Colin Maiwurm – Staff Writer
As the semester comes to an end and students prepare for final exams, projects, and essays, a few events have been held in hopes of giving students, faculty, and staff a break. One of these events was from the 3rd to the 5th of December: Christmas in Christ Chapel. This event began in 1973, making this the 49th anniversary. The title this year is “Celestial Wonder, Joy Unfolding”. Stated by the college, “Christmas in Christ Chapel 2022 is a celebration in which heaven, earth, and all creation join Mary and Elizabeth, mothers of Jesus and John the Baptist, to proclaim with wonder, hope, and joy the peace that the birth of Christ heralds into the world.”
From the program: “Our service this year is a bold, dramatic, and lively celebration of the Nativity centered on two thematic ideas. One is wonder, seen in the human fascination with the celestial realm of planets, stars, and the universe beyond our terrestrial reach. The other is joy, heard in the stories of the two mothers in the Nativity story. These women, Mary and Elizabeth, respond in an intimate, personal, and human way to the news of the birth of Jesus.”
Christmas in Christ Chapel consists of an assortment of the Gustavus community coming together to create music, entertainment, and an opportunity to bond with the community. This year, Christmas in Christ Chapel is presented by the Gustavus Choir, Choir of Christ Chapel, Christ Chapel Ringers, Gustavus Symphony Orchestra, Lucia Singers, and dancers. With this recurring event composed of a multitude of diverse groups, tickets for each of the time slots were bought out rapidly. For those who missed out on acquiring tickets, there was livestream footage of the event.
Christmas in Christ Chapel has now been going on for 49 years, but what is the experience of Christmas in Christ Chapel for those who are a part of it?
“[Christmas in Christ Chapel] is one of the most unique musical showcases I can be a part of. It brings me so much joy to perform with 350+ peers that I know share my love and passion for music . . . People all around the world come to watch us share a message of joy and community that could not be showcased with such raw emotion and sense of togetherness in any other way,” said Sophomore Mya Hanson, singer in the Gustavus Choir.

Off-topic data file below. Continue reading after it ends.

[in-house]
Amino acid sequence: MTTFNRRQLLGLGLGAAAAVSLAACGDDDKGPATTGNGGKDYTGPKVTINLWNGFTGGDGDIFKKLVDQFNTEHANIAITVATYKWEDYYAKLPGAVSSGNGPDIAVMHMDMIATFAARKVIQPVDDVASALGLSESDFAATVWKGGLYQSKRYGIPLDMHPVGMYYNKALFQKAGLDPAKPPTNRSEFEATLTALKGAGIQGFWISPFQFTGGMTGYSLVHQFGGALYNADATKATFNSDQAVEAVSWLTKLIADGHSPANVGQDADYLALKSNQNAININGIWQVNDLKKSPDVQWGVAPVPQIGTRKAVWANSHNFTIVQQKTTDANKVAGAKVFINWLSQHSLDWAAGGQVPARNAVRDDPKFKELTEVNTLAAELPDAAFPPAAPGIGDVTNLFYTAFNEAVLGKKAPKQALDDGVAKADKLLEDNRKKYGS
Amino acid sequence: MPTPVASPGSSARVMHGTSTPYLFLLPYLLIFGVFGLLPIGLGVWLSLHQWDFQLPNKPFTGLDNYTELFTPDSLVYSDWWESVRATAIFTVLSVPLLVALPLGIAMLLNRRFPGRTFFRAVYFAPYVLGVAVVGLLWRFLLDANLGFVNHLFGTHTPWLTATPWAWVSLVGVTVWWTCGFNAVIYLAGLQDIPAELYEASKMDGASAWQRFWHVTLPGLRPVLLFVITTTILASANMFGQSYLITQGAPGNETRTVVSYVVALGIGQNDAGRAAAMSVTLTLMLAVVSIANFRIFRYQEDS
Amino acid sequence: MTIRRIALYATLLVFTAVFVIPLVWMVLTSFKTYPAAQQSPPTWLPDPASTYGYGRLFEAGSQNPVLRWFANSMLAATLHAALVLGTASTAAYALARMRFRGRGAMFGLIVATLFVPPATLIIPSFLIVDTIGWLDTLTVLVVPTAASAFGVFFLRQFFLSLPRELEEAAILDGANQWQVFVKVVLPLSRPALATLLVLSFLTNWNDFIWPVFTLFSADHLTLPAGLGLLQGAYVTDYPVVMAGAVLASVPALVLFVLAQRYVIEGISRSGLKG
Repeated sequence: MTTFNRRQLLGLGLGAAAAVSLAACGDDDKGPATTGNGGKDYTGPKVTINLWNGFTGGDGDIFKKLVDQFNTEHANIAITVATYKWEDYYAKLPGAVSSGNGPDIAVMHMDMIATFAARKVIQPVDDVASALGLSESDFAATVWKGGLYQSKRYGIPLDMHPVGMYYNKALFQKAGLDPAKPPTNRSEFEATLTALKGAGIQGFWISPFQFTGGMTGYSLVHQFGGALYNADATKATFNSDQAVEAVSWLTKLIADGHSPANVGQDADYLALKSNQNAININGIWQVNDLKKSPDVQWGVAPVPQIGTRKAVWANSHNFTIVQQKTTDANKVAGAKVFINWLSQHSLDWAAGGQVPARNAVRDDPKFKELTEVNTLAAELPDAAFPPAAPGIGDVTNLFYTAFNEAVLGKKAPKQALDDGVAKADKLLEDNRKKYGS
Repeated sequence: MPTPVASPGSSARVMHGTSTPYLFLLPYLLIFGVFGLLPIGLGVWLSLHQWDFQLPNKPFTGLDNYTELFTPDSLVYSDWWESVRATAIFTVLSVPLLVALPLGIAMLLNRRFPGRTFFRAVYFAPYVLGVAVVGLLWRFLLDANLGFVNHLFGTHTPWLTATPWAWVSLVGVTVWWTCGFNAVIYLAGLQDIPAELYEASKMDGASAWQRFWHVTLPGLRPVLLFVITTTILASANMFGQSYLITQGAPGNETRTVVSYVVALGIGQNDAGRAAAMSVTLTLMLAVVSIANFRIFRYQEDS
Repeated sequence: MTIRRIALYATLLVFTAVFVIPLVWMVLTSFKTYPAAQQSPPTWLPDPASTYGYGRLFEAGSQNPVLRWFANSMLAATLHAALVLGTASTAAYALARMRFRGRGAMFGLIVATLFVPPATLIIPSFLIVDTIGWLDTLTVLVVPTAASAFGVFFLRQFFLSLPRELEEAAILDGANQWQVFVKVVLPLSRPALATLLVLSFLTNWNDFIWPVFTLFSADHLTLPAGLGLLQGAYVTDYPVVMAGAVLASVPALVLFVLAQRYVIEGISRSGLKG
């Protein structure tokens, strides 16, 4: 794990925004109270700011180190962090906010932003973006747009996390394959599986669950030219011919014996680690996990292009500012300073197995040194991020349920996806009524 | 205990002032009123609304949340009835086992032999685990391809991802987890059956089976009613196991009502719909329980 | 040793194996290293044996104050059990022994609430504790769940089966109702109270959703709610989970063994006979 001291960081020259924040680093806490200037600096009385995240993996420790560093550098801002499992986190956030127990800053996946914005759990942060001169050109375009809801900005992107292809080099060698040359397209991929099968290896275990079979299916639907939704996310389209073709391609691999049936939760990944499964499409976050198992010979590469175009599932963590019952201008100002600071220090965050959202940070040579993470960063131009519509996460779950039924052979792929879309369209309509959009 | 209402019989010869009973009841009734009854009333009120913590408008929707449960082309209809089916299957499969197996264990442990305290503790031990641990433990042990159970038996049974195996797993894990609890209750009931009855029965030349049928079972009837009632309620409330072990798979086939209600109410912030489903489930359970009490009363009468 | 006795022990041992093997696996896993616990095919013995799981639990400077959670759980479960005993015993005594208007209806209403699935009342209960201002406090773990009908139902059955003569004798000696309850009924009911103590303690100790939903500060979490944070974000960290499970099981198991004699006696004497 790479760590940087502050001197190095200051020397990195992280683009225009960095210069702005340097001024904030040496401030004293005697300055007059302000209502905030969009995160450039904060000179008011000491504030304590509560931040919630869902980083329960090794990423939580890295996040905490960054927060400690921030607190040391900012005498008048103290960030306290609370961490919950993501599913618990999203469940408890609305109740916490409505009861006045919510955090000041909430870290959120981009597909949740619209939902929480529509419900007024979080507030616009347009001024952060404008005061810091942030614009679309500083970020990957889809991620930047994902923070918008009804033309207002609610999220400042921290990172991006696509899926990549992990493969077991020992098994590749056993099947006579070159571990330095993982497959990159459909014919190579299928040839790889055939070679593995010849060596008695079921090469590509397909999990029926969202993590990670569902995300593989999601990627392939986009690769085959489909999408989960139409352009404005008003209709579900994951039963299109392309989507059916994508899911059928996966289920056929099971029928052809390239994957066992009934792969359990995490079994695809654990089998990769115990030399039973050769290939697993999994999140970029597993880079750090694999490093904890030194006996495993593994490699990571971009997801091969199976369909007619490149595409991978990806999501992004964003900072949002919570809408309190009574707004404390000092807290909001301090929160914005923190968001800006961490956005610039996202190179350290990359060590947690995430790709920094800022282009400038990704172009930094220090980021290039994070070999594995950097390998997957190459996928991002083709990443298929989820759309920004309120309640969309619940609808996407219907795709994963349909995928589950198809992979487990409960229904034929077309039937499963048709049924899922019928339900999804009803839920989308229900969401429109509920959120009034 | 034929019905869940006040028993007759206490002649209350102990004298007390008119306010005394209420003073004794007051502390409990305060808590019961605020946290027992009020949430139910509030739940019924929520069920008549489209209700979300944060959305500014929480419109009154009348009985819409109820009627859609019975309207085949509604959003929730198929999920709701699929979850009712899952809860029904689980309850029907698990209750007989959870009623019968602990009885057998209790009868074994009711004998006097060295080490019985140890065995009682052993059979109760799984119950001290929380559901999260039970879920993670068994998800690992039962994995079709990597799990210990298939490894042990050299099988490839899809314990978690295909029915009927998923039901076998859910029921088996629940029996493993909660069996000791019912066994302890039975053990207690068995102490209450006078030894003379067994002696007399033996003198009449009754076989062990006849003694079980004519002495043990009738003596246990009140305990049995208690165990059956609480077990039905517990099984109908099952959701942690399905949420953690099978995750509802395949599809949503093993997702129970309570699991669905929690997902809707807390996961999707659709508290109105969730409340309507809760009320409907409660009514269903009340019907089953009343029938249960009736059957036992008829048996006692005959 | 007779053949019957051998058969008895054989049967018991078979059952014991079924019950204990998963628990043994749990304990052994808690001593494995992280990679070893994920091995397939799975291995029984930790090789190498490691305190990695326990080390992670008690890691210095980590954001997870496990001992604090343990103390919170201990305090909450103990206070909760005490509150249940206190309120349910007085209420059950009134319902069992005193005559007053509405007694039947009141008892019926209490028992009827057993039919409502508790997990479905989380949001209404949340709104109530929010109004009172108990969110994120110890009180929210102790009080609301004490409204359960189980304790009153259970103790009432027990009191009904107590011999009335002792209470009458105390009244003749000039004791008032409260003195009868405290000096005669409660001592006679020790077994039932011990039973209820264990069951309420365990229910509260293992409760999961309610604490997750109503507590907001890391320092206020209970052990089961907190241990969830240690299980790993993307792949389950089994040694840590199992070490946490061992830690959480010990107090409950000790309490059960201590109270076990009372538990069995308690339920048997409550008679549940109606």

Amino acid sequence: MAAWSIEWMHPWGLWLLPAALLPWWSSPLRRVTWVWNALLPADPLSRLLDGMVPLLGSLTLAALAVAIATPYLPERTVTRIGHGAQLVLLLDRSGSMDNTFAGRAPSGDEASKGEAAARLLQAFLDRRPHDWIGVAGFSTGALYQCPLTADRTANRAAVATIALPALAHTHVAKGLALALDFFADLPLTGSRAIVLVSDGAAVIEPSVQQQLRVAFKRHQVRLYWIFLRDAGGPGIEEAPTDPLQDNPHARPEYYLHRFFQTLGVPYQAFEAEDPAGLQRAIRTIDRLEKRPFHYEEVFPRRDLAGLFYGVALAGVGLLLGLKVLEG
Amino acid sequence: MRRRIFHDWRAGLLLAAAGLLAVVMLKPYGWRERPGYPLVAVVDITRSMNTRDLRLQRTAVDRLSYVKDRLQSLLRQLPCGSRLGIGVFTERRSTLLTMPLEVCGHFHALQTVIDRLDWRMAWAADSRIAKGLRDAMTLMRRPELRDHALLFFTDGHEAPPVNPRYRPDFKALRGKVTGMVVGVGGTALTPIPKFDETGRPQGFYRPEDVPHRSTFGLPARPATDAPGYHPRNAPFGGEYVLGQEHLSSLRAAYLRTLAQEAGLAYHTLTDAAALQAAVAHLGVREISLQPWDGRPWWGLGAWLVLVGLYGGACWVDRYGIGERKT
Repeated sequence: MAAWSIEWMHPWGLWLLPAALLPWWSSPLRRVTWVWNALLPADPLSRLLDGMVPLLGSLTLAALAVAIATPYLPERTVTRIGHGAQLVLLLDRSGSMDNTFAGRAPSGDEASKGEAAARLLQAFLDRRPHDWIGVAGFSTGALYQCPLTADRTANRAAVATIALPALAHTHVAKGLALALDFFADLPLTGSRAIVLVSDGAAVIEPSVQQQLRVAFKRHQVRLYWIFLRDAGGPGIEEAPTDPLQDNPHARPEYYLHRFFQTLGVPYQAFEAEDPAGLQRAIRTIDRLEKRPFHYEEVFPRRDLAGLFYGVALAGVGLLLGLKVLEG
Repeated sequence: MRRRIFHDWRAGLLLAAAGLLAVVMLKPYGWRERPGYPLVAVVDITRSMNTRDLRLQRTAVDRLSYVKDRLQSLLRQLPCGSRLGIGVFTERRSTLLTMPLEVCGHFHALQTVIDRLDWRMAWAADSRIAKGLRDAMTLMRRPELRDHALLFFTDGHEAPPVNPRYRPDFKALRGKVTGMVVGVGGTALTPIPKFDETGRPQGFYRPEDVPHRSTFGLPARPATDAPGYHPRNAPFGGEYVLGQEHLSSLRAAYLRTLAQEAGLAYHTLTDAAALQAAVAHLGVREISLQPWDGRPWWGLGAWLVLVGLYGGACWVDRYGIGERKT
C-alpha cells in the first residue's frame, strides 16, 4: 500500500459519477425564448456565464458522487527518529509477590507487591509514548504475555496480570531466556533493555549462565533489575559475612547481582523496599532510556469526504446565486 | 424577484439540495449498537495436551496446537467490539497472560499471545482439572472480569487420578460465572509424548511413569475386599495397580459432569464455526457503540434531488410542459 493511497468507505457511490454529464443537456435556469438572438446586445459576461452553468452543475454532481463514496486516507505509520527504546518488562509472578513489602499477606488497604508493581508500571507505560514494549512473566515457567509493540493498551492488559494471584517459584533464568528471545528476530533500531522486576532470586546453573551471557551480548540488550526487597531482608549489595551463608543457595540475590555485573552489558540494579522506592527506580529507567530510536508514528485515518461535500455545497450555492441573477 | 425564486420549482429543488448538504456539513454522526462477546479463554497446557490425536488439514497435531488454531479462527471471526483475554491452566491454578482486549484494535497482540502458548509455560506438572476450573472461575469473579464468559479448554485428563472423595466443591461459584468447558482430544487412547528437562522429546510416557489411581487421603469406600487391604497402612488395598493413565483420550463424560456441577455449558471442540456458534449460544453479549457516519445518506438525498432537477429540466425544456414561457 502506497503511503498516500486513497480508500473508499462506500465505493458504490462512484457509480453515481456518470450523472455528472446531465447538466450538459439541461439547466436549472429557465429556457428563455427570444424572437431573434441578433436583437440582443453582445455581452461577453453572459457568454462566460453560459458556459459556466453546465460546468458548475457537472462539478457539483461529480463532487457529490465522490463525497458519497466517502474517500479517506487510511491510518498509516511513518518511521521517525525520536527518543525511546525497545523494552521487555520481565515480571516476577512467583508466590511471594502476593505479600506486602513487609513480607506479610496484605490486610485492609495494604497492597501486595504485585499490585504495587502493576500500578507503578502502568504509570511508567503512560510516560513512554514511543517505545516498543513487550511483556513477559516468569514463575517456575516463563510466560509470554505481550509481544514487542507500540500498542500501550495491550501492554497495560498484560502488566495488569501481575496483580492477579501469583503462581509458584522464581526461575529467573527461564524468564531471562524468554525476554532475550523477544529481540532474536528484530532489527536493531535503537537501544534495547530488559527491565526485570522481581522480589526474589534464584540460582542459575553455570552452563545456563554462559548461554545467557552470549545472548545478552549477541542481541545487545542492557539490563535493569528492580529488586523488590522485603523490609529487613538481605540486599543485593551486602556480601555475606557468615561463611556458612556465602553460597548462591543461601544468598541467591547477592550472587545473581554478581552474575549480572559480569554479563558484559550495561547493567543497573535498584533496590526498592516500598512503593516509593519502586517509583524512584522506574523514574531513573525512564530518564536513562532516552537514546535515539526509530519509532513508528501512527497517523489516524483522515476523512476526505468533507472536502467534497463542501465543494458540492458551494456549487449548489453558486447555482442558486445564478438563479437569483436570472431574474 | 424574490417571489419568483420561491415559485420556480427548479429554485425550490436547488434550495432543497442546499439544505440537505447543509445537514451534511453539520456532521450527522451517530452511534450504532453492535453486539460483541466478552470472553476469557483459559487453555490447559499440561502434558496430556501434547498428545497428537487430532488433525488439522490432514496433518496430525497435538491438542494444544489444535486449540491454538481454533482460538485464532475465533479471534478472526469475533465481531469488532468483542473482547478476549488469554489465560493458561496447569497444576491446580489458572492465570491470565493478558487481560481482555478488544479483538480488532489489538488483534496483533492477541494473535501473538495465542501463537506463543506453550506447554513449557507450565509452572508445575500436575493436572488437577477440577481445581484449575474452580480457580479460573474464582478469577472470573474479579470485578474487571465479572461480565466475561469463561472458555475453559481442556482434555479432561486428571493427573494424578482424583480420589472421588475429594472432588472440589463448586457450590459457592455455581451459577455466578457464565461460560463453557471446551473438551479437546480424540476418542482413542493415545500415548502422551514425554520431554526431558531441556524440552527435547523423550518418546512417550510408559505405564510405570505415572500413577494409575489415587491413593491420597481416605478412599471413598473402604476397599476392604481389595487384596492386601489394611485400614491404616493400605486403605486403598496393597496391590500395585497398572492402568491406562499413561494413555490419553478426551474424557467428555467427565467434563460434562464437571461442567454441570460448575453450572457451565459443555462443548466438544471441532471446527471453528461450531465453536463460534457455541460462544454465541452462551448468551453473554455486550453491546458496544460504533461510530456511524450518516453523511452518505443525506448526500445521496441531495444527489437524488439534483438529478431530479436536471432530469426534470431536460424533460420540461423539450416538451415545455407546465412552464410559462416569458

While some participate in this event because their ensemble is required to perform, many have a different take on why they participate in Christmas in Christ Chapel year after year.
“The significance of [Christmas in Christ Chapel] is a time for us to come together to work really hard on something and have it all pay off in the end. Our hard work is rewarded by our grateful and supportive audience, along with the beautiful outcome we get to experience during every performance,” said Sophomore Emi Jono, harpist for the Symphony Orchestra.
Hosting an event such as this requires lots of time and effort. The students who were a part of this event not only put countless hours into Christmas in Christ Chapel, but also had to balance their academic and school life around it leading up to finals.
“It takes a lot of time, hard work, and dedication by so many people to pull this show together. For choir, each individual choir continues normal rehearsals throughout the week (this is an hour and fifteen minutes, five days a week for Gustavus Choir) while we also add in group rehearsals. These rehearsals begin on Halloween, and there is one three hour rehearsal each week until performance week, when we do two full run-through nights and a dress rehearsal. As consuming and challenging as it is to balance the rest of life with [Christmas in Christ Chapel], I can attest that it is worth it for the end product,” said Hanson.
It is speculated that the 50th annual Christmas in Christ Chapel next year will be a “best-of” performance, featuring all of the choir’s best pieces. This will mean a lot of work for our Gustavus choirs, but a huge pay off for the Gustavus choir’s many fans.